Cornwall lawyer calls Legal Aid cuts “travesty”

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By Nick Seebruch
Cornwall lawyer calls Legal Aid cuts “travesty”

CORNWALL, Ontario – In April, the Progressive Conservative government of Ontario Premier Doug Ford announced a roughly 30 percent cut to the provincial Legal Aid Service.

Legal Aid provides lawyers to those who request them in criminal and family matters as well as funding Legal Clinics, like the one in Cornwall, which provides advice and representation for people involved in employment matters, housing, human rights and more.

Cornwall Mayor Bernadette Clement is the Executive Director of Cornwall’s Legal Aid office.

“The local cut to our Clinic looks to be in the 1.3 to 2 per cent range retroactive to April 1, 2019 for this year but I am still working with our Board of Directors to analyze the exact amount and the impact,” Clement said in an emailed statement to Seaway News.

Clement said that the cuts vary from clinic to clinic most heavily impacted clinics are the Specialty Clinics which are based mostly in the Toronto area. Clement explained that Cornwall’s Legal Aid office will often consult these clinics on specialty matters.

“The cut we are experiencing this year will be manageable for this year,” Clement said. “We won’t have to layoff anyone. I don’t know what the cuts will look like next year and I’m always worried for what next year will look like.”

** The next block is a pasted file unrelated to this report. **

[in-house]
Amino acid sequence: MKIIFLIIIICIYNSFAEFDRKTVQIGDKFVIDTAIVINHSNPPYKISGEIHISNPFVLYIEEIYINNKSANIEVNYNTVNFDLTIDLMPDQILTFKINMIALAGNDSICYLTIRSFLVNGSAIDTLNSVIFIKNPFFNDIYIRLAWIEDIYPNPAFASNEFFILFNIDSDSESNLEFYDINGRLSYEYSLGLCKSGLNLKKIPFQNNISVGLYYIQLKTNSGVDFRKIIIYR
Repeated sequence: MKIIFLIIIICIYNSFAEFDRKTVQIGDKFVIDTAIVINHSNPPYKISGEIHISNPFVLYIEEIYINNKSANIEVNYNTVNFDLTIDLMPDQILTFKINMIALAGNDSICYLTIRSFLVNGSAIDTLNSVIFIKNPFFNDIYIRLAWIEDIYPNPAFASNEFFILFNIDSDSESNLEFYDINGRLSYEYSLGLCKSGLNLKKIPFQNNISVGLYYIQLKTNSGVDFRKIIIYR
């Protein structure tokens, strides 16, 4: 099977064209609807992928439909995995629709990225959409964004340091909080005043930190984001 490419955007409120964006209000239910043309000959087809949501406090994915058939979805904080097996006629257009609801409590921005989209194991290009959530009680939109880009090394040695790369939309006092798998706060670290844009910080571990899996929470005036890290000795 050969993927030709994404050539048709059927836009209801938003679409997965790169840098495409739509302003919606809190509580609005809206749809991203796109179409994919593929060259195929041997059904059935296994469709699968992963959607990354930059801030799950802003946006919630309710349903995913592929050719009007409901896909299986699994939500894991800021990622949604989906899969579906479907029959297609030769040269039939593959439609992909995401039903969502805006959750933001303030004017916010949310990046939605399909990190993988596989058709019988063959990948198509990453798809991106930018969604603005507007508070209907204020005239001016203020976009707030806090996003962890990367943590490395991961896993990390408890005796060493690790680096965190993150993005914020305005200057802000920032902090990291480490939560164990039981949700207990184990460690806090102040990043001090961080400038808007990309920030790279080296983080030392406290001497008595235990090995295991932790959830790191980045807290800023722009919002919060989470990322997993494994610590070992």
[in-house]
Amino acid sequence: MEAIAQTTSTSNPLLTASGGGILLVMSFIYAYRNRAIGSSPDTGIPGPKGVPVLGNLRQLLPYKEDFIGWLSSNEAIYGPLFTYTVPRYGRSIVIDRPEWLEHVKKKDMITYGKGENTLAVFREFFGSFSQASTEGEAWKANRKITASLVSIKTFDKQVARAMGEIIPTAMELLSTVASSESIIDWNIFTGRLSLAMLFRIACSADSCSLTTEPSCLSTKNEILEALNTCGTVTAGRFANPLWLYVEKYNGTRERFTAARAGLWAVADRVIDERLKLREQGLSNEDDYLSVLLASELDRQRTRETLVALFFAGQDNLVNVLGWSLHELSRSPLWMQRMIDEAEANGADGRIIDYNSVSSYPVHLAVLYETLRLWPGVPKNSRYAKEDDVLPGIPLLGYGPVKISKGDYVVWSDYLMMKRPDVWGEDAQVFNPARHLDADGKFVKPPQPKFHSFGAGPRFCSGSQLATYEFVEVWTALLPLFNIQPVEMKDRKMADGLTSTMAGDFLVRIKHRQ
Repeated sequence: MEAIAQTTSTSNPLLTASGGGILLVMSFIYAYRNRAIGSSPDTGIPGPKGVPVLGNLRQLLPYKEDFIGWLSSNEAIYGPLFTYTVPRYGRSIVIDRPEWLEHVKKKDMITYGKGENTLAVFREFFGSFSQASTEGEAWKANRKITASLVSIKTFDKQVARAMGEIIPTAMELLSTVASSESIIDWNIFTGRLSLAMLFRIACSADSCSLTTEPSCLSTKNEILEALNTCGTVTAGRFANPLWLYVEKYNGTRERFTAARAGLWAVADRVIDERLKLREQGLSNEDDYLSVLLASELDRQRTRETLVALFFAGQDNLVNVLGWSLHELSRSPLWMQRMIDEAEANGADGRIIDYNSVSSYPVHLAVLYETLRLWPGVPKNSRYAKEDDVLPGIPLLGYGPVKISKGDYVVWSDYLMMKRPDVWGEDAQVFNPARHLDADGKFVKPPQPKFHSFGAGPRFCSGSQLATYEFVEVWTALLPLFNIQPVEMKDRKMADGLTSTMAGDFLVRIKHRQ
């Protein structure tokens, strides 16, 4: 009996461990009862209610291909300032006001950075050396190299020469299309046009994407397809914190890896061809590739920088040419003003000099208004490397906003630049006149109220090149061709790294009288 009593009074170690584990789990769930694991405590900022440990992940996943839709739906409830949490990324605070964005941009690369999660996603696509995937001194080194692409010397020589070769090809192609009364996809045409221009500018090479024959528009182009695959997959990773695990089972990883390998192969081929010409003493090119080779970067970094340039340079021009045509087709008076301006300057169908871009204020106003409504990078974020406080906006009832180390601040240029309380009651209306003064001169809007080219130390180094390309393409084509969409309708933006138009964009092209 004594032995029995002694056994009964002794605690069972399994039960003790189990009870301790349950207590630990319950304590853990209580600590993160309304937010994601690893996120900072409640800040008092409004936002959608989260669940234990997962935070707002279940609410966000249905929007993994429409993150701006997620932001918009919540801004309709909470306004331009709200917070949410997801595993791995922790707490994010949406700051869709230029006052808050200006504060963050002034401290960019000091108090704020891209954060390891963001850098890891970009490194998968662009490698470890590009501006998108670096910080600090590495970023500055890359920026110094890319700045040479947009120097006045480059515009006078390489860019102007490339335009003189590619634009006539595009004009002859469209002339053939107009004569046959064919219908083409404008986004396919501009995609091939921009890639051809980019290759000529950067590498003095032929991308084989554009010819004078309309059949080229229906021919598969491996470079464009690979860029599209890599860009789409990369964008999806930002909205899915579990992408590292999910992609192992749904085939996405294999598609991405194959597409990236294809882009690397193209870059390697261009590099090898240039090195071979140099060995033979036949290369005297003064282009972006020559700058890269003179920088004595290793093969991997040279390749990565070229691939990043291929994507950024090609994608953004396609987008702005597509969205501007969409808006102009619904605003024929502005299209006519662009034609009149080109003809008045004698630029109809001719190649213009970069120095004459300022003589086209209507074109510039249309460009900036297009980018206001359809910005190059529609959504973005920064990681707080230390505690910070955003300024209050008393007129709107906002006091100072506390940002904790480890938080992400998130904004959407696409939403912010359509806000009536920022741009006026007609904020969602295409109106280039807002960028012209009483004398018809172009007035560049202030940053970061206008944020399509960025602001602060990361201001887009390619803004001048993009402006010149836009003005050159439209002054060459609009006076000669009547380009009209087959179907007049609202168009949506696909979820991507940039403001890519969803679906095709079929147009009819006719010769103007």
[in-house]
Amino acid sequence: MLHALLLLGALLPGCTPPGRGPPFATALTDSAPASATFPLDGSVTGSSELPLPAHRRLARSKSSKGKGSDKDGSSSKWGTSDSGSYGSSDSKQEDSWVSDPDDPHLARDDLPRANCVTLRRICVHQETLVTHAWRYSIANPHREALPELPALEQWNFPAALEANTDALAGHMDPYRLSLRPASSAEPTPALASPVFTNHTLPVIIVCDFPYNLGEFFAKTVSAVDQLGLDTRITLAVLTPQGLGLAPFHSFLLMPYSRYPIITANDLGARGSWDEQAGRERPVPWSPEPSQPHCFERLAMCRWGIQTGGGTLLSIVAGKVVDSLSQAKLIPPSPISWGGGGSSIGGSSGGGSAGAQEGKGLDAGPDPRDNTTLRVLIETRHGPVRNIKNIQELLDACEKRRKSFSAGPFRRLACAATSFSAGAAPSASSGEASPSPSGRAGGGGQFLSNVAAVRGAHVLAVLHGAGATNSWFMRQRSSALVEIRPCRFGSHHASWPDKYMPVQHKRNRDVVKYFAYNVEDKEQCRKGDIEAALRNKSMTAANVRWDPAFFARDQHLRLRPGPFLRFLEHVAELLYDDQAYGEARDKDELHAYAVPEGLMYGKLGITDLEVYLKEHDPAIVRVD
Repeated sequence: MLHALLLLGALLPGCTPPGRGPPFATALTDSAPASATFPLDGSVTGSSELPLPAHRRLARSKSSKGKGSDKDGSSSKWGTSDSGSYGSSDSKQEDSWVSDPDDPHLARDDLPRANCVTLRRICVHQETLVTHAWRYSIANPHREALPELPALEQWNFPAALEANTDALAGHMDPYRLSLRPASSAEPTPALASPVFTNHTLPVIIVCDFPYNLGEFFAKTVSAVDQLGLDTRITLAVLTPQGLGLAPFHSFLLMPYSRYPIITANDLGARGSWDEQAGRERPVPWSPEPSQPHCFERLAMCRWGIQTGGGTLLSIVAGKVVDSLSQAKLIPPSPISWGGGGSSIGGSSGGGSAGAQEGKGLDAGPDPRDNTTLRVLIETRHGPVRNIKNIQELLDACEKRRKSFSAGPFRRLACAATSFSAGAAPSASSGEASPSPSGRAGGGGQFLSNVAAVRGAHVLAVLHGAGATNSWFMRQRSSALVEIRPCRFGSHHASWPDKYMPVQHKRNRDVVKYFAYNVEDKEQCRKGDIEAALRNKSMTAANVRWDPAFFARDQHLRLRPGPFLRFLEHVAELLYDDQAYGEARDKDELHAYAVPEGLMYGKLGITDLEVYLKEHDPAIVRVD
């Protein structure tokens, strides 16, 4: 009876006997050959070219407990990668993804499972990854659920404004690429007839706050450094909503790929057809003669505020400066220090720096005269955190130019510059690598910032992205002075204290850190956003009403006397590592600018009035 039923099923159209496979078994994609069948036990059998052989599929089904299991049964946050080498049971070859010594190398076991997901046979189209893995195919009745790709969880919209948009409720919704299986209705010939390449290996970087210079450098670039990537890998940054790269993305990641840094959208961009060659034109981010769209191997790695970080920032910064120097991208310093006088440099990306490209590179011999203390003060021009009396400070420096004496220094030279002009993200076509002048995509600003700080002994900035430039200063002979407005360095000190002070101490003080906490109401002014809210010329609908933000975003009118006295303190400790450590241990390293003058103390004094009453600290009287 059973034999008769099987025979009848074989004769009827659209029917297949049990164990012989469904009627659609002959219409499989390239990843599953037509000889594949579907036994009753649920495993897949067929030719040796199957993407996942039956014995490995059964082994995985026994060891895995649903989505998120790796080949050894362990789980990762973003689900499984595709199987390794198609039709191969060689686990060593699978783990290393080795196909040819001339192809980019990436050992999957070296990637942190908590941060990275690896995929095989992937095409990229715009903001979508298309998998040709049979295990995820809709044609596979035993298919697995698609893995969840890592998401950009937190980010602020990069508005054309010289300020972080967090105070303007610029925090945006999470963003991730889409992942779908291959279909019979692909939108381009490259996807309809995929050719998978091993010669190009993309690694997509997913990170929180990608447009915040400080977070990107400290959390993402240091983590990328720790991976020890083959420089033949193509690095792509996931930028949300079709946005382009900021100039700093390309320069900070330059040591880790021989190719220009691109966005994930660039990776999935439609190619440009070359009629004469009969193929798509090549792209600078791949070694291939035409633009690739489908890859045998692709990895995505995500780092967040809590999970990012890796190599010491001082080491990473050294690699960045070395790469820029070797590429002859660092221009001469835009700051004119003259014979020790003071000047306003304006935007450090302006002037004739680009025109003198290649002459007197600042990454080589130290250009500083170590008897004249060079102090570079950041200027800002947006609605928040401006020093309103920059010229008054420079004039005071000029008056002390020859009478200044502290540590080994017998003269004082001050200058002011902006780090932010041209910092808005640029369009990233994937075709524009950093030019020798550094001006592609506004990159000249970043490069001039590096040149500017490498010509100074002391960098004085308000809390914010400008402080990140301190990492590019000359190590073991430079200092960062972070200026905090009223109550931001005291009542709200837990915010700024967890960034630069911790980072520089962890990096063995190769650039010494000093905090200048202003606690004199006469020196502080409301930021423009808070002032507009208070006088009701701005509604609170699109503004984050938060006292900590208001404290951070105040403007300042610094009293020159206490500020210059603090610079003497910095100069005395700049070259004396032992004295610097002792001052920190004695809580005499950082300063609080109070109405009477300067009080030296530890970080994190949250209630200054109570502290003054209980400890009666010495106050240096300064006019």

The Cornwall Legal Aid office employs four full-time lawyers, one paralegal, two full-time support staff, two part-time support staff and two articling students.

The Cornwall Legal Aid office does not deal with criminal or family matters. Neha Chugh of the Chugh Law Professional Corporation explained how these cuts will hurt the most disadvantaged during the most critical stage of the judicial process.

“The very first step after arrest in court is the bail hearing,” she said. “It is arguably the most important step in their process. Now they will have to be assisted by a staff lawyer instead of a Legal Aid lawyer of their choice.”

Chugh warned that a staff lawyer might not be familiar with a clients background, schedule or have the time to advise a client on how to make the best impression.

“I’m concerned that it will lead to more adjournments and more pleas because they are spending more time in jail,” she said.

Chugh said that 75 per cent of her office’s billings are through Legal Aid and that they are in bail hearings nearly every day.

Indigenous Canadians and Canadians living with mental health issues get increased hours with their lawyer through Legal Aid. Due to the cuts, the amount of hours an Indigenous Canadian can have with their Legal Aid lawyer has been reduced from five to three and the amount of time a person with mental health issues gets is down from five to two-and-a-half.

The advice Chugh gives to those who use Legal Aid’s services is to assert their right to a timely bail hearing and not to concede to adjournments.

“Individuals have the right both to council and bail and they should not be waiting in jail,” said Chugh. “I think it is a travesty the position Legal Aid has put us in.”

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